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Discuss culture, living, traveling, relocating, dating or anything related to the Asian countries - China, The Philippines, Thailand, etc.
I think i'll just buy a house and lease the land. I don't want to get married only to have a woman have that much power over me. In fact at this point in my life I don't want to get married at all. I'm not falling for a filipina scammer and I know they only want money, im not stupid.
At this point I just want to buy a cheap house somewhere in south east asia (probably the phils) and live cheaply and alone.
How much is a small house in the phils (including the price to lease the lot for a 50 year period)? I've looked online but I'm sure the ones they advertise online to westerners are the one at rip-off prices. Like most of the ones I see online are fancy looking ones priced at 10 million PHP (over $200,000 USD).
I don't have any experience with leased lots and building a house in PH, only shopping for condos. In PH builders do "pre-sale" of condo units before they're built at a discount. This means, you pay (or at least in part) ahead and wait 2-3 years for the condo to be built. The new condos are "bare" and you need to spend additional funds to furnish kitchen, bathroom, etc. If you buy from companies like Ayala, you probably won't be ripped off, but you'd pay higher price. Lesser companies are cheaper, but higher risk. Walk around the malls in Manila and you'll find all kinds of builders trying to sell you condos. Some even have show rooms with model floor plans.
Alternatively, you can walk into existing condos, such as those around Greenbelt in Makati, and ask the read the bulletin board. There's usually a pretty young receptionist in front along with a security guard. Owners sometimes post for sale ads on the bulletin board. So the units are already built and furnished. Existing, older condos will cost less than new ones, because people like "new". If memory serves, my buddy bought 3 pre-built units for ~$80k each in 2007, and I saw postings for similar existing units for $70k OBO on bulletin boards.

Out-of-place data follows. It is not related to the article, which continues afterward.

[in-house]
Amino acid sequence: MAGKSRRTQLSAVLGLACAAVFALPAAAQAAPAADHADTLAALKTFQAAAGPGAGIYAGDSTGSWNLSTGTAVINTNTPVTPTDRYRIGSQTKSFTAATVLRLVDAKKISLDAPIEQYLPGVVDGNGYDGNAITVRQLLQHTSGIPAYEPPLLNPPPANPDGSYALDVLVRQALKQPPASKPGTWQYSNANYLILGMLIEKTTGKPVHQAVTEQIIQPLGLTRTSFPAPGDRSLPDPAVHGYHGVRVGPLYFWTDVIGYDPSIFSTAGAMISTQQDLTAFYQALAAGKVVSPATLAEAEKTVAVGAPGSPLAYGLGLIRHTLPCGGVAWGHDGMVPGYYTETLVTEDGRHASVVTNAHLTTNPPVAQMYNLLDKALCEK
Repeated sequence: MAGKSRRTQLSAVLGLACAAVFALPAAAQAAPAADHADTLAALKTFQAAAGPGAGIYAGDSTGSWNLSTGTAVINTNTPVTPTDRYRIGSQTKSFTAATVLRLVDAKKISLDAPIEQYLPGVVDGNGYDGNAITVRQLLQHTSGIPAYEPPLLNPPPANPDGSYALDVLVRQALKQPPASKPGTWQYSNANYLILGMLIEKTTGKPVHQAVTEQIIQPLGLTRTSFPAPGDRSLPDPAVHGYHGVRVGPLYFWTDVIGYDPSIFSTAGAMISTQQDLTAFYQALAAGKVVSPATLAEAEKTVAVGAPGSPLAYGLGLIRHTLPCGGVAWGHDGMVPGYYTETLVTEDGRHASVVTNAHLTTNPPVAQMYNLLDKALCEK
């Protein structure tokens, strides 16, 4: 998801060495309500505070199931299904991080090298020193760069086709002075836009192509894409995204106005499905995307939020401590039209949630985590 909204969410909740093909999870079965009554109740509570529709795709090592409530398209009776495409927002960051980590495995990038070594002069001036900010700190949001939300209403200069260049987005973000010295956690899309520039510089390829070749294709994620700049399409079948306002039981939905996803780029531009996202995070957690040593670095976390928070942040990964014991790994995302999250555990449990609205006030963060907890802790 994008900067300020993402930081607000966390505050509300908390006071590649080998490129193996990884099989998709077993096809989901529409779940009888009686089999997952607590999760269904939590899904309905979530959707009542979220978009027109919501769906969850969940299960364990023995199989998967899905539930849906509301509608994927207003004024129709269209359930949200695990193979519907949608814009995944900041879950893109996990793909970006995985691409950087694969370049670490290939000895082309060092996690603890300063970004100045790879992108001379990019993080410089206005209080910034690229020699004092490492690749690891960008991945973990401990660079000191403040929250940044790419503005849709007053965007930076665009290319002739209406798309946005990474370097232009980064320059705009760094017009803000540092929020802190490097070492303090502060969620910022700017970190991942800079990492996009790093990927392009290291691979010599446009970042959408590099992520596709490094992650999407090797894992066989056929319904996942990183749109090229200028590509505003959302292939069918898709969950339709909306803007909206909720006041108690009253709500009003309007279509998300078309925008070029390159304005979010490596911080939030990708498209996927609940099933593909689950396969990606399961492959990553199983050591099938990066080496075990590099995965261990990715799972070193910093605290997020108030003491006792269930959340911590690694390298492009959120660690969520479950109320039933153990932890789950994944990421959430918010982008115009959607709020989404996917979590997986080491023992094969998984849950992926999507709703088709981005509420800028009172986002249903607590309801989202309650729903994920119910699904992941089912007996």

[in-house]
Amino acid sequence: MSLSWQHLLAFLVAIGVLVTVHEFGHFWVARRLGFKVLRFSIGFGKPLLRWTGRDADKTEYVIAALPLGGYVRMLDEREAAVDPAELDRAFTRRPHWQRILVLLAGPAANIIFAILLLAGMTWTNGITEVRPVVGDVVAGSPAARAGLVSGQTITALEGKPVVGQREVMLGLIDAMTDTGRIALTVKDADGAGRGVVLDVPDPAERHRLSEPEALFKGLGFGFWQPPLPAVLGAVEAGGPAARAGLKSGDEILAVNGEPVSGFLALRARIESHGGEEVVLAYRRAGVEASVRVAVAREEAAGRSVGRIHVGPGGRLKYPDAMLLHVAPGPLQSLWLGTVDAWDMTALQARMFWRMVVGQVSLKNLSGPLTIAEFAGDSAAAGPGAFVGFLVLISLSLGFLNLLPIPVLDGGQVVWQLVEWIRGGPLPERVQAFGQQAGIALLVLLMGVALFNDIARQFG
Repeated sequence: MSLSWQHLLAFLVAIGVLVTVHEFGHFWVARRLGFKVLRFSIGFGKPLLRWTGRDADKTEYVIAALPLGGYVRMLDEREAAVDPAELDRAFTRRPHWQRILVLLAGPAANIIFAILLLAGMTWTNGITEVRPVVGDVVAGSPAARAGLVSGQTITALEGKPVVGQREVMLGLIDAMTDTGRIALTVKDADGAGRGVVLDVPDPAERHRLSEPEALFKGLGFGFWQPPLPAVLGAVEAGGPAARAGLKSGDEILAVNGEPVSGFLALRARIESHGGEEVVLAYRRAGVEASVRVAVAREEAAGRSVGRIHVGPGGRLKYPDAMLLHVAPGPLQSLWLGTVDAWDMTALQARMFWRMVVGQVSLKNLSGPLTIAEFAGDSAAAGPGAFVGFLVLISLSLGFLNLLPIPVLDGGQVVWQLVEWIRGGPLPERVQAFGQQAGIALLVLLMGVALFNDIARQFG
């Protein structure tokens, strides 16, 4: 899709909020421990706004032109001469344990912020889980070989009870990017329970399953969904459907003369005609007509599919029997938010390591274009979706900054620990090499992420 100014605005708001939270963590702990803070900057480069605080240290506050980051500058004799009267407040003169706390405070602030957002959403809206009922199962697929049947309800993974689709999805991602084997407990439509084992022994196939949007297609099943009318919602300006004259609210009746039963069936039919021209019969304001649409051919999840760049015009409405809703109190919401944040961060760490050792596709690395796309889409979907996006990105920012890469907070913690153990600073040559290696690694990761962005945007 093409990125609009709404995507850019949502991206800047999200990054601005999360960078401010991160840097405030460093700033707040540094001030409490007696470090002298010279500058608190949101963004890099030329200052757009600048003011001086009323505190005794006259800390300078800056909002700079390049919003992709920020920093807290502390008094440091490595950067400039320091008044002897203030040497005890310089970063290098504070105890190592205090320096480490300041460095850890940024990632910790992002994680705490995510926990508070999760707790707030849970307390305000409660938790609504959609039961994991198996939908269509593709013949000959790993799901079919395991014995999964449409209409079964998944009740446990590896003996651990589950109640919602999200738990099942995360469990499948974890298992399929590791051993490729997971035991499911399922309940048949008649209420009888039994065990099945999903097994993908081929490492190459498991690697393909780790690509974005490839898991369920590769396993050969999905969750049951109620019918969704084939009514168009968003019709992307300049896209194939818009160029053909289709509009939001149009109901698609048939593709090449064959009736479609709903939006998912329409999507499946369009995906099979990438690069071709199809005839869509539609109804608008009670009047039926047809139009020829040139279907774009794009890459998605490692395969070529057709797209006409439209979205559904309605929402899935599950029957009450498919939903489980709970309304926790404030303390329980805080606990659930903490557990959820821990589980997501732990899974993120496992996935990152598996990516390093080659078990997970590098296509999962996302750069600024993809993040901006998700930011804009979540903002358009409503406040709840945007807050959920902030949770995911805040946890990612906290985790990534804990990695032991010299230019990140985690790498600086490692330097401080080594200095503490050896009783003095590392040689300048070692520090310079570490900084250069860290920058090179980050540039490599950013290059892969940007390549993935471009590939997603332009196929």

Before you buy anything overseas, understand that your primary residence is a cash-flow liability. Given choice I'd much prefer to invest in something with cash flow in the US, and use the cash flow to rent overseas. If I buy something overseas, it'd be to diversify my holdings. Currently, interest rates in the US is really, really good and the property prices are down. I just locked in rate at 4.75% for a property. At 4.75%, 30-year fixed rate, $100k loan is roughly $500 per month. For $100k I can buy a condo in California and rent it out for $1100-$1200/month (look along the I-15 FWY). Do the math and you'd find positive cash flow of couple hundred dollars after expenses, taxes, and management fees. Take that positive cash flow and use it to rent a nice, cheap place overseas, while your tenant is paying down your loan. If you don't have enough $ for down payment on ~$100k property, look in North Las Vegas for 2 bed condos around $50k-$60k range. For your first condo investments, don't buy anything older than 10 years.